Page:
Three Zund Cutters – 650 Operators

At the School of Architecture in Aarhus (Denmark), there are three cutters at work around the clock. They are operated by 650 students, who use them for assignments, projects, presentations and learning.

The minute you step into the workshop of the college, you are met with a creative bustling of sounds and sights. Groups of students are gathered around their projects, deeply concentrated on creating projects in cardboard, wood, MDF, plastic, ceramics and metal. All types of materials are brought into use, when the next generation of architects visualize their ideas, and create their projects and presentations. 

For the students, the cutters from Zünd are indispensable. The college has three cutters, that are in use 24/7. For access to the cutters, the students log into an online booking system and reserve a time slot. 

User-friendliness first!

The supervisor of the college’s workshop, Kasper Riis explains: “No other cutter is as user-friendly and easy to operate as the ones from Zünd. It is as good as it gets! We can let our students use the machines around the clock unsupervised, and the machines are in very good shape – in spite of the numbers of operators. The cutters are very popular with the students because of their user-friendliness. The college has other and larger machines and robots, that route in 3D and can process heavier materials. But these require supervision, and are not easy accessible – like the Zünd cutters.”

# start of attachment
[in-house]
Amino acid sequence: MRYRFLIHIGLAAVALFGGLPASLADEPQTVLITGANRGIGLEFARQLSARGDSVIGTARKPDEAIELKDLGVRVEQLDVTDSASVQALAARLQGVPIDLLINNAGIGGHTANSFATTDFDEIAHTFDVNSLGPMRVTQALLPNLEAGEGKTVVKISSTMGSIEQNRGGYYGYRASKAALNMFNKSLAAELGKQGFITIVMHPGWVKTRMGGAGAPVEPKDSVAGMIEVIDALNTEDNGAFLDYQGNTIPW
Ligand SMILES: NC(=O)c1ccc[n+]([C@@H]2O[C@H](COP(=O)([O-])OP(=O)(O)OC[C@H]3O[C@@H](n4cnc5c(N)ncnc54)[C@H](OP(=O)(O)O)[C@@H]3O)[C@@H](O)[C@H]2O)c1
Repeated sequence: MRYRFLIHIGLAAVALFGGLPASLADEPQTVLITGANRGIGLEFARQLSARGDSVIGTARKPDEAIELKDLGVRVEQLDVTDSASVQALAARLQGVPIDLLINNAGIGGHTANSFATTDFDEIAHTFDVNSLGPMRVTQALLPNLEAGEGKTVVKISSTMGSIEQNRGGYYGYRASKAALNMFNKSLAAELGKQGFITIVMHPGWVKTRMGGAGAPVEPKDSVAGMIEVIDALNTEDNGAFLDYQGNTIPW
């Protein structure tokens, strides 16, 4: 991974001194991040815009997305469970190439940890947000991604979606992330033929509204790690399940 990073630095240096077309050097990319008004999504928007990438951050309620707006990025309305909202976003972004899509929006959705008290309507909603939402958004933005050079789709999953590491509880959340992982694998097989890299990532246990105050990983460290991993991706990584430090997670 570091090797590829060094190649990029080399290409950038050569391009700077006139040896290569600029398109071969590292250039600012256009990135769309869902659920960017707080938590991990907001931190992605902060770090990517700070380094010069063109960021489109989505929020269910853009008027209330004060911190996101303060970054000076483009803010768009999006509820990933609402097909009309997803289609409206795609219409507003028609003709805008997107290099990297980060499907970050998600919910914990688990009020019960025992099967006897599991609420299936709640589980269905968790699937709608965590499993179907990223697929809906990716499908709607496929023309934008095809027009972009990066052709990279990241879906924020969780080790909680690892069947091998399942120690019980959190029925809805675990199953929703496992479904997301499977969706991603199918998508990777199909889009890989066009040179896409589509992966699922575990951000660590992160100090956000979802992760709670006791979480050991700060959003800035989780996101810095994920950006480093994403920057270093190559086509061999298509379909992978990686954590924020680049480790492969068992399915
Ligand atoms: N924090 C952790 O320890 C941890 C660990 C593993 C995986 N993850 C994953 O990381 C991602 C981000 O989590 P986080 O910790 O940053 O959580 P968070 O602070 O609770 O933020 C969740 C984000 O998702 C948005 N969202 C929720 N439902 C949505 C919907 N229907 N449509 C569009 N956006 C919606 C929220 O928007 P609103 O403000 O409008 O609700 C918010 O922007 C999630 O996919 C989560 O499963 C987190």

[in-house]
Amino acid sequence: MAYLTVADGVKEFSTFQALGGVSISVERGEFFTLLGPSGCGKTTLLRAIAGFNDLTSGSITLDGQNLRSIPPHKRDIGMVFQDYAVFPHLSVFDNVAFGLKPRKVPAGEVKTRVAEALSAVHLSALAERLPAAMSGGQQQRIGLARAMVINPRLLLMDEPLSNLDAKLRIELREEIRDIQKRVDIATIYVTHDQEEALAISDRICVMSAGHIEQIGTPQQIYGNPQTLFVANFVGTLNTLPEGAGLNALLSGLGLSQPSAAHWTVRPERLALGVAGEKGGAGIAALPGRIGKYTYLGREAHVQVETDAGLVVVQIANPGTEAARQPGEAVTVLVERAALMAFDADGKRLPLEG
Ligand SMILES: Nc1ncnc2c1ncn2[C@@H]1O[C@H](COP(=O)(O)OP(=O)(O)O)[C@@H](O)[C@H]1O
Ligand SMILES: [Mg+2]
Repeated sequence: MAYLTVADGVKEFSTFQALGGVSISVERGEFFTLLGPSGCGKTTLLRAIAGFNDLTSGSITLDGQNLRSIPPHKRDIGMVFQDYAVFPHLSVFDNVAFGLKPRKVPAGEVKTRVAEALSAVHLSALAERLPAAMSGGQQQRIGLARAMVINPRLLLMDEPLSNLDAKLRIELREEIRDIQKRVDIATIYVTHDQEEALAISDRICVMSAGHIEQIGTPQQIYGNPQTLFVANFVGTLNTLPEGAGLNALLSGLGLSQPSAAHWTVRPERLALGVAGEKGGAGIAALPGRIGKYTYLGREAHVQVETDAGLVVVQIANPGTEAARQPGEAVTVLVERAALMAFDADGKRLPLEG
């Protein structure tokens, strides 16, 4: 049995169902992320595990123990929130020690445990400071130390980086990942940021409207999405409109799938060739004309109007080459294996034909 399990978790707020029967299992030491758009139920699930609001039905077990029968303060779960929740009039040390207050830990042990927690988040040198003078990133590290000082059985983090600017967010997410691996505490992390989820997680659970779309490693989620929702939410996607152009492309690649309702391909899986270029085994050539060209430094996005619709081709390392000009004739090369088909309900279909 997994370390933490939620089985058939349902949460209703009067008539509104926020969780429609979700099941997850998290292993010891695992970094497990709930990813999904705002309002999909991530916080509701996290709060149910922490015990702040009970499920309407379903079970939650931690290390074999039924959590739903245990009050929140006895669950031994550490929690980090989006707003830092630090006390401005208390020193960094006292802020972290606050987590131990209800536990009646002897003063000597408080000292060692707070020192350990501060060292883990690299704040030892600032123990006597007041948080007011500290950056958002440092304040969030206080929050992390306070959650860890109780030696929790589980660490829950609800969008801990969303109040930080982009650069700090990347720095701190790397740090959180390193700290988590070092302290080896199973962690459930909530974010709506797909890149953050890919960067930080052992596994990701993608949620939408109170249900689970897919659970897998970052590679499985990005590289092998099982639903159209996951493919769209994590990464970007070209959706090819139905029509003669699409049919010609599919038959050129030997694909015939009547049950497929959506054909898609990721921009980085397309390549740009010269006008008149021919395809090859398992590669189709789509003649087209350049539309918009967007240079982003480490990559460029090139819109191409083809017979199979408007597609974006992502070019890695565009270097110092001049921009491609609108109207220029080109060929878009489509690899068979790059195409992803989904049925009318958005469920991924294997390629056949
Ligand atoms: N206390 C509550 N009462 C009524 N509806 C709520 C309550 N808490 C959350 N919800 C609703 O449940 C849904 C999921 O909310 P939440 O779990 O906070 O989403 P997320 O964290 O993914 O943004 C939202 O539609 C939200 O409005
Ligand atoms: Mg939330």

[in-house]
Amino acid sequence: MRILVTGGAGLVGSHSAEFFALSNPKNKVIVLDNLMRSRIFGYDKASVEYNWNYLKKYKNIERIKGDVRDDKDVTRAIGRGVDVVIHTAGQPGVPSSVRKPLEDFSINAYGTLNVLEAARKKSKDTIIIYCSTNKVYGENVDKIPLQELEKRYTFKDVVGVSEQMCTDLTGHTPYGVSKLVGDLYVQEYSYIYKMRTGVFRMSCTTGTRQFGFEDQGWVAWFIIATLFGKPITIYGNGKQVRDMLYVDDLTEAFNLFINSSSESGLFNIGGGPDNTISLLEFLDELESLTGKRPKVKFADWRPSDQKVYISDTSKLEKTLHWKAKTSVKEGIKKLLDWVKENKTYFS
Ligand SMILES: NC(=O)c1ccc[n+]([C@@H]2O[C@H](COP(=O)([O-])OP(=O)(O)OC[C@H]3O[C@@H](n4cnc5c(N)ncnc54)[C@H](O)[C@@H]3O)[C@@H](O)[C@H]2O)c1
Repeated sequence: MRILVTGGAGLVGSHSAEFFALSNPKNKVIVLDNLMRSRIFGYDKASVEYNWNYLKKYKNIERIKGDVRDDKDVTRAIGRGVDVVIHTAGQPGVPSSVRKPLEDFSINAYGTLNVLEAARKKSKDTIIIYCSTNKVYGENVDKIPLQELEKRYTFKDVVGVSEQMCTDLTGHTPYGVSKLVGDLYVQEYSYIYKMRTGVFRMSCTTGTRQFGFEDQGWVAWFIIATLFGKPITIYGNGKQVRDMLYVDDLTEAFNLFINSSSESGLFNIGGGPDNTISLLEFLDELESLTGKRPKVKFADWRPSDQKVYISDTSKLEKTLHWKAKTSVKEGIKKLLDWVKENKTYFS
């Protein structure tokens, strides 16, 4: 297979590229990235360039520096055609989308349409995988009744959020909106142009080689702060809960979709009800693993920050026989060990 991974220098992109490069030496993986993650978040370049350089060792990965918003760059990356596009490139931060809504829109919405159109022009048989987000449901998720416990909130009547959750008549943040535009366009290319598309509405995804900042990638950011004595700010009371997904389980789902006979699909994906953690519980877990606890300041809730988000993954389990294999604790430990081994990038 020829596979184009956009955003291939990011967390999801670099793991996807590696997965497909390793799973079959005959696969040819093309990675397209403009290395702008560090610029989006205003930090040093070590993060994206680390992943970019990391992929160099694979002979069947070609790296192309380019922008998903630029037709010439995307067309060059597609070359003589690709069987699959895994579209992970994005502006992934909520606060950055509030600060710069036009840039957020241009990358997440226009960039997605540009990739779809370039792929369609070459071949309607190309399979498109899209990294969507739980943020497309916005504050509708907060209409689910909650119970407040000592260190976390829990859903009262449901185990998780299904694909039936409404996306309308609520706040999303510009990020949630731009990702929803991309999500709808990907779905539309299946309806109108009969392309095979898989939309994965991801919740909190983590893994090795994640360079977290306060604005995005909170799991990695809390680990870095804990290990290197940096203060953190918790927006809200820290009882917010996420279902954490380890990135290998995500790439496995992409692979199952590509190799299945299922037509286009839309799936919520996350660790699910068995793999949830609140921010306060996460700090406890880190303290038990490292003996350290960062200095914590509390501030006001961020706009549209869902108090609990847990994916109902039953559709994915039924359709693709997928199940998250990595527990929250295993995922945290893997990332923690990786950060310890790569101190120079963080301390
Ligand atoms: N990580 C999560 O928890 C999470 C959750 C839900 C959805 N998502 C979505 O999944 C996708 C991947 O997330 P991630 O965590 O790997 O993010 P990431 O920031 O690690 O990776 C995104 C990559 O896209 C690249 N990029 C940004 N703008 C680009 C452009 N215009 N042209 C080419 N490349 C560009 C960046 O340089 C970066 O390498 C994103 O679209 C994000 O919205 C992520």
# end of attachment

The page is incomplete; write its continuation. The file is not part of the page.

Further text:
The cutters are used to enhance creativity

During our visit, a group of first-year students were in class learning how to design for a Zünd cutter. Their goal was to explore abstract forms and compositions, which they created digitally – and hereafter sent to a cutter.
No purpose, rules or limitations! It was solely a matter of exploring the extent of the materials and their characteristics. Not only in terms of cutting – but also in folding and creasing. “We use our cutters to help students all the way through the process. Of course the cutters are used for creating models and presentations – but just as important, the machines are used for exploring the limits and extents of materials, and find new and different ways of creating shapes and forms. A material may as a starting point be rigid and hard – but when cut, creased and routed becomes soft and flexible. Vice versa, fragile and soft materials can be reconstructed to be strong and endurable.”

The combination of technologies gives the students every possibility to shape and form their ideas. The cutters are an essential part of the workshop  – and are highly valued by the students.